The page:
In order to illustrate the team’s research, we selected some highlights.

Microfluidic production of blood platelets

Platelets are small enucleate cells that circulate in blood and are responsible for the arrest of bleeding. They are formed by fragmentation of larger cells called megakaryocytes (MKs). Experiments showed that exposing MKs to shear could enhance platelet production. Mathilde Reyssat has developed a new and rapid method for producing blood platelets in vitro from cultured megakaryocytes based on a microfluidic device. A wide array of specific protein-coated micro-pillars act as anchors on megakaryocytes, which are then subjected to hydrodynamic shear. This in turn induces the elongation of megakaryocytes and finally their rupture into platelets and pro-platelets. For the first time a device is capable of simultaneously handling millions of MKs and leading to their fragmentation into platelets after a simple 2-hour perfusion of MK suspension. This original device is a major breakthrough in the realization of bioreactor dedicated to platelet production.

Fig 5 : Blood platelets production in a micro-fluidic chip

This work has been patented and published in Scientific Reports:
A. Blin, A. Le Goff, A. Magniez, S. Poirault-Chassac, B. Teste, G. Sicot, K. A. Nguyen, F. S. Hamdi, M. Reyssat, D. Baruch. "Microfluidic model of the platelet-generating organ: beyond bone marrow bio mimetics." Scientific Report. 6: 21700 (2016)

Cholesteric shells: disclosing the inner structure of defects

Confining liquid crystals to spherical geometries imposes topological constrains to the system that typically result in fundamentally new behaviors. Most of the studies have been focused on nematic phases. We have uncovered a number of new shell configurations, varying in number and type of defects, by adding chirality to the nematic phase (cholesteric phase).

We have studied the transition between two limit configurations:
• Monovalent shells (with a single radial defect), analogous to a Dirac monopole
• Bivalent shells (with two defects spanning the shell).

Bringing together experiments and numerical simulations, we have disclosed the complex inner structure associated to those defects and revealed that the transition involves a fascinating waltz dynamics, where the two defects come closer while turning around each other.

Fig 6 : Two +1 topological charge defects winding together to form one single + 2 charge defect in a cholesteric liquid crystal shell

These results have been published in two papers:
• Darmon, M. Benzaquen, D. Seĉ, S. Čopar, O. Dauchot and T. Lopez-Leon "Waltzing route toward double-helix formation in cholesteric shells", PNAS, Vol. 113, 9469 (2016)
• Darmon, M. Benzaquen, S. Čopar, O. Dauchot and T. Lopez-Leon "Topological defects in cholesteric liquid crystal shells” Soft Matter, 12, 9280 (2016)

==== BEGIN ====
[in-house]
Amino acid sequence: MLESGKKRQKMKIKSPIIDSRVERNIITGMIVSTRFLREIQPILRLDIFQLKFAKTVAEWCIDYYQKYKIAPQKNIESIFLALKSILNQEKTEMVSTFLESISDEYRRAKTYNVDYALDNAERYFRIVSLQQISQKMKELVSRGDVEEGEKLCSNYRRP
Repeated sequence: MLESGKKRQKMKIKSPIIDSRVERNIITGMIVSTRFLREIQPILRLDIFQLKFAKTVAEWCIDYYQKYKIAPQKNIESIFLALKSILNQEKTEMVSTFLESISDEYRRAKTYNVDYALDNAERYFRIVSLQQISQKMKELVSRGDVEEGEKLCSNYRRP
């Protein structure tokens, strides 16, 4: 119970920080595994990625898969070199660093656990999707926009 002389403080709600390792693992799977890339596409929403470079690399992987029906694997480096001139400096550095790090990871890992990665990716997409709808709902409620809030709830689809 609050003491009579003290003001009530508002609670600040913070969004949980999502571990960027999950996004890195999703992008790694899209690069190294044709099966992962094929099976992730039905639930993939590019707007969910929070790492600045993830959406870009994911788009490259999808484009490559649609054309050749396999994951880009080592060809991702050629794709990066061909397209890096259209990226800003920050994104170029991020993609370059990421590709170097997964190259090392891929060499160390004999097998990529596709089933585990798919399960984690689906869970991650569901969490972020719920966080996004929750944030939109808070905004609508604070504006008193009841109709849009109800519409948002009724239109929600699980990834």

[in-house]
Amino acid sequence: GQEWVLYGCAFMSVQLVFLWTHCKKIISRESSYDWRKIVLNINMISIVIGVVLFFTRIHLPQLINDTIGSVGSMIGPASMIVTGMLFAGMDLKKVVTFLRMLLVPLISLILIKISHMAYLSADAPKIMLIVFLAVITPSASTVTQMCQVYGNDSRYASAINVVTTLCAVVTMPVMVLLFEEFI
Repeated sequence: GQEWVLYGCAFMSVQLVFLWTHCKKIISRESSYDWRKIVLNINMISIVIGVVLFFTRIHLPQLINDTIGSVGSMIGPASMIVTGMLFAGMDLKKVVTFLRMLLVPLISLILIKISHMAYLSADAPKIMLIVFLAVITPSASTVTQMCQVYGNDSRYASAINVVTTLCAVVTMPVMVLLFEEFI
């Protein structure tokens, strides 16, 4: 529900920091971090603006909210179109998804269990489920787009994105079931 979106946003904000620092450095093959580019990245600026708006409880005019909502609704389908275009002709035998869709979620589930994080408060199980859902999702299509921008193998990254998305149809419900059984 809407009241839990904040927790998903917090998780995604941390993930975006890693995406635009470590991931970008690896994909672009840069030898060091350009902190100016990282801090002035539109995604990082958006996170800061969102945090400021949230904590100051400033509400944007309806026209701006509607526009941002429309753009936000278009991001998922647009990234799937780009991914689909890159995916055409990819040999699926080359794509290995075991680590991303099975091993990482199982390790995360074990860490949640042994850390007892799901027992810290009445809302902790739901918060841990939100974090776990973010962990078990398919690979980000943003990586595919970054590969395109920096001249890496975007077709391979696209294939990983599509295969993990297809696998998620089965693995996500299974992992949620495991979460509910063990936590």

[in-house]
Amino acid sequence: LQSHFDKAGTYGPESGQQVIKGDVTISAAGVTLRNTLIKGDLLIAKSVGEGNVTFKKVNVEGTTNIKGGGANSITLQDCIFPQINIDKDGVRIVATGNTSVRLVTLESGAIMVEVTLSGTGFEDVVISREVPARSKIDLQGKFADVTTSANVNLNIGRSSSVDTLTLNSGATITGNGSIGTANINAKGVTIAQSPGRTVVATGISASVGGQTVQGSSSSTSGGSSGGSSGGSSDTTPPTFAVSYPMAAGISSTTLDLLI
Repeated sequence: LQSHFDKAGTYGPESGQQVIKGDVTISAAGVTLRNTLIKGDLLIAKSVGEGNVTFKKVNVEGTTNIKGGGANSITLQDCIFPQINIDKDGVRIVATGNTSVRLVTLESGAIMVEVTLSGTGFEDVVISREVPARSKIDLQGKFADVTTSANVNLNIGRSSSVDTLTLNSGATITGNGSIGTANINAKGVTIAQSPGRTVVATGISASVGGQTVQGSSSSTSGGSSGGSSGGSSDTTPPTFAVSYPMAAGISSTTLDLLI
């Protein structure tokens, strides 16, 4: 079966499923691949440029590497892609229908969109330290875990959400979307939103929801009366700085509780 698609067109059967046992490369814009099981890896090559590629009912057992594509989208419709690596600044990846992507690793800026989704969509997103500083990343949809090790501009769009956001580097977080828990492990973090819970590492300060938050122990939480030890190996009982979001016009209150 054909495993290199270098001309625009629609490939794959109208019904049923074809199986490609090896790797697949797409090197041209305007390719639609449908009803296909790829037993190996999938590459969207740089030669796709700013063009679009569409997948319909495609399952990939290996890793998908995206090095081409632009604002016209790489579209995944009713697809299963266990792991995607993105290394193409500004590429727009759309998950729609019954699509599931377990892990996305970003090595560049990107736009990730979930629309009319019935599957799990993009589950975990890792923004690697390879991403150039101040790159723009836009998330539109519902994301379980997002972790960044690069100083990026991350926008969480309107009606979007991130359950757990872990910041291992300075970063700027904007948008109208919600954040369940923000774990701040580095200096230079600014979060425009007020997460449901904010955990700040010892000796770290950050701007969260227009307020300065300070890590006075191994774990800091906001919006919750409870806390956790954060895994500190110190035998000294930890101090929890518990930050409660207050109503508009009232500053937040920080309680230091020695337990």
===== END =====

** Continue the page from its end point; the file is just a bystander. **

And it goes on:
First experimental evidence of the Gardner transition

Glasses has been an inspiring field of research for the study of all sorts of disordered systems including financial markets, neurons, proteins, and algorithmic problems. Recent breakthrough results predict a glass-to-glass transition, towards the so-called Gardner phase, the existence of which may well root many of these fascinating problems. We have obtained the very first experimental evidence of this transition in a model granular glass former. Beyond the validation of very recent theoretical developments, it demonstrates their robustness against the many differences between a thermal numerical hard sphere glass former and a mechanically vibrated layer of granular disks! On the methodological side, it illustrates the fruitfulness of our long-term close collaboration with our theoretician colleagues, now part of the Simons Collaboration on “Cracking the glass problem”.

Fig 7 : The Gardner transition revealed in a model granular glass former (artist view of the free energy landscape, bidisperse disks changing contacts, cage sizes vs. cage overlap)

A. Seguin, O. Dauchot, “Experimental Evidence of the Gardner Phase in a Granular Glass.”, PRL 117, 228001–5 (2016).
Editor’s suggestion & News and View.

First direct measurement of Pressure in an active liquid

Developing thermodynamics for out of equilibrium systems of dissipative particles has been a long-lasting effort driven by the impressive success of equilibrium thermodynamics. Recently, defining pressure in systems of active particles, the specificity of which is to turn the injected energy into directed motion, has attracted a lot of attention. While at equilibrium, mechanical, hydrodynamic and thermodynamic pressures are all equal quantities, which inherit their mutual properties, it is a priori not the case in active liquids. Probing experimentally the mechanical pressure exerted by a set of respectively passive isotropic and active polar disks onto two different flexible one-dimensional membranes, we have shown that the mechanical pressure, in the active case, strongly depends on the membrane in use, and is thus not a state variable. The underlying dynamical mechanisms are also responsible for a new form of instability.

G. Junot, G. Briand, R. Ledesma-Alonso, and O. Dauchot, “Active vs. Passive Hard Disks Against a Membrane: Mechanical Pressure and Instability”, PRL 119, 243459-2 (2017). Editor’s suggestions.

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See also...


Olivier DAUCHOT, Researcher Director at CNRS, is the leader of Collective Effects and Soft Matter. Chercheurs et enseignants-chercheurs (...) 

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Publications (since 2012)

G. Junot, G. Briand, R. Ledesma-Alonso, and O. Dauchot, Active versus Passive Hard Disks against a Membrane: Mechanical Pressure and Instability (...) 

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